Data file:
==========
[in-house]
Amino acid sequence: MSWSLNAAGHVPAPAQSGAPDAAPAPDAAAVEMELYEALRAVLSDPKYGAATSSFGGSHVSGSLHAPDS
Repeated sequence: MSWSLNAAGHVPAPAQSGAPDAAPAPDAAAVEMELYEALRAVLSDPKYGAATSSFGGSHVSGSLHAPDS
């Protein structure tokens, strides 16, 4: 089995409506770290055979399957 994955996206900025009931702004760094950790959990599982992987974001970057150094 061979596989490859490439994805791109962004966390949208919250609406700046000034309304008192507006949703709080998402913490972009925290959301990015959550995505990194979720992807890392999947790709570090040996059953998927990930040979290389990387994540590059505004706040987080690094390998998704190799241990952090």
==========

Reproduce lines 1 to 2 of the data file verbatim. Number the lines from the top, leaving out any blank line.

[in-house]
Amino acid sequence: MSWSLNAAGHVPAPAQSGAPDAAPAPDAAAVEMELYEALRAVLSDPKYGAATSSFGGSHVSGSLHAPDS